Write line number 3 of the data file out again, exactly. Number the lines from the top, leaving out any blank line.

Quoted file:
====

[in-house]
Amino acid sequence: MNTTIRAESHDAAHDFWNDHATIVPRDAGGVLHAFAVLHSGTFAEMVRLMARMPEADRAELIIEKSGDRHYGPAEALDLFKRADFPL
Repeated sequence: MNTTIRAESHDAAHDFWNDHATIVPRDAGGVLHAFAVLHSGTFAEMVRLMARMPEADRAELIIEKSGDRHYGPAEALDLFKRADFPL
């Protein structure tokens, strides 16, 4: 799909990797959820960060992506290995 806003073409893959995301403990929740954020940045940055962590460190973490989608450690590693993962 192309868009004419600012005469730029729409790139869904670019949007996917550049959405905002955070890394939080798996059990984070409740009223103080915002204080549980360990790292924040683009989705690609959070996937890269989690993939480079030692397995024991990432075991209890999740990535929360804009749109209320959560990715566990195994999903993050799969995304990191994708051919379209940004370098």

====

Repeated sequence: MNTTIRAESHDAAHDFWNDHATIVPRDAGGVLHAFAVLHSGTFAEMVRLMARMPEADRAELIIEKSGDRHYGPAEALDLFKRADFPL